On Sunday 22nd of February, Flora Perkins lined up for her first ever race as a professional rider. It was Omloop het Hageland, and Perkins impressed with her debut for Le Col-Wahoo. The young Brit stormed over the cobbles, making her presence known in the race with some gutsy attacks.
The following week, however, Flandrian landscapes and fast-paced, adrenaline-fuelled racing would have seemed like a distant memory. Perkins was home in London, back studying for her A-levels, only able to daydream about the bustle of bike racing and rubbing shoulders with the world's best.
The British rider has a tough few months ahead, where she will look to juggle the commitments of a professional contract with Le Col-Wahoo and the hard work required to secure the academic achievements she’s after. However, those who know Flora will be aware that she’s never been one to shy away from a challenge.
Perkins grew up racing with VC Londres, a club based in the heart of South London. Her parents took her there for what she describes as “easy childcare”, little suspecting that their daughter would grow up to be one of the most exciting young prospects in British female racing. It was Flora’s own innate competitive spirit that got her on a bike in the first place, though.
“I remember, I was still using stabilisers on my bike, and we were on this family camping holiday,” Perkins explains. “My parents were setting up the tent, and my brothers were off on their bikes as they didn't need stabilisers. I was like, right, I'm not waiting. So I just jumped on my bike and went without them, and that was it.”
Herne Hill Velodrome was where Perkins would go on to discover her love for racing and, as she honestly admits, her love for success. “I quite liked winning, so I just kept on coming to the track,” she says. “But to be fair, for a long time, I wasn't brilliant. I'd be dragged around at the back on a coach's wheel. Then I started doing crits and track league and kind of built from there to regional and national stuff.”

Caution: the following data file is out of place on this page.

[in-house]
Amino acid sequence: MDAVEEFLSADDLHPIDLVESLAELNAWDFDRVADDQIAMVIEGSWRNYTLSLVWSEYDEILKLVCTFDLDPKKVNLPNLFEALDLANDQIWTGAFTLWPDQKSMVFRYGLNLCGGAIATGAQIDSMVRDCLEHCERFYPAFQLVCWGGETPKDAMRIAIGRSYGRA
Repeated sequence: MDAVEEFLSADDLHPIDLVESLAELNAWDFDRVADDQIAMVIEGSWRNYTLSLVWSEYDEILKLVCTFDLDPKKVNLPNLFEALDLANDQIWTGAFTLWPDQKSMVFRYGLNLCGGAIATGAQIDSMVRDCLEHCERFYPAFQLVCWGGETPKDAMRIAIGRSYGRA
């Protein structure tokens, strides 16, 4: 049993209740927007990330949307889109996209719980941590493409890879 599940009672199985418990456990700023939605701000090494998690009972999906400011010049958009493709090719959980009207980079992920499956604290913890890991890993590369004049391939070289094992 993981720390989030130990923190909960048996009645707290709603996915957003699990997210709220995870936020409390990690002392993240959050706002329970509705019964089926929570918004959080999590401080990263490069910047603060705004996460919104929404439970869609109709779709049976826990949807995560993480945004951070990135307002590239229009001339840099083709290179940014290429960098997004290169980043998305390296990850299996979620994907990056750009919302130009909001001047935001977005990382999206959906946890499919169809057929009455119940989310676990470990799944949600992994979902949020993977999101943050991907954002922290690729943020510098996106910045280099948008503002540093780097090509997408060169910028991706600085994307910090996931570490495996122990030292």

She was picked up by British Cycling while racing in the youth category, joining the ODA (Olympic Development Apprenticeship) programme. While her results as a youth were still impressive, Perkins admits that she wasn’t training seriously at this point. Instead, she headed to criterium races and local track leagues as her main source of riding – racing for fun. Once she made the switch to the juniors, though, her commitment to cycling stepped up, and this showed quickly in her results.
“I didn't make it to Junior Academy once I left the youth ranks, as I wasn’t selected by British Cycling. I was like, what do I do now?” she says. “Another rider in VC Londres, Leo Hayter [winner of Liège-Bastogne-Liège U23 and now riding for Hagens Berman Axeon] had a coach at the time who was Peter Georgi [father of Team DSM rider Pfeiffer Georgi]. He just told me to give Peter a ring and he [Peter] became my coach for those two years.”
“I think he was a big part of the change. I was training smarter and properly. As a youth, you don't need to train the same. He helped me lay the base down and we built on it with intensity and stuff. I really got into it through the lockdown time. I just got stronger from that and he changed my mentality as well, made me a harder rider.”
After two years with very little racing due to the pandemic, Perkins was first able to reap the rewards of her hard work in May 2021, at the Banbury Star road race in the UK. Part of the British National Team Series, the race attracts some of the strongest amateur riders in the country. As a junior rider, few expected Perkins to storm away on the attritional course and take a solo win. As it turned out, she put her name well and truly on the map.
“My grandparents live in Banbury, so my dad's side of the family were out watching me,” explains Flora as she reminisces on that first big win. “I just really enjoyed it. I think not having any expectations was great. I just went hard, I didn't compare myself to other riders, I just went for it and it paid off and I won that day.”
Some strong performances in Junior National Series races later, and Perkins had got the attention of British Cycling. While they hadn’t selected her to join the Junior Academy two years previously, Flora’s results in 2021 forced the coaches to recognise her potential, and she was selected to race a Junior Nations Cup round in September. It was a three-day event that attracted the brightest young talent from across the world, and Flora went to the race with a strong British team which included the now multiple world champion, Zoe Bäckstedt.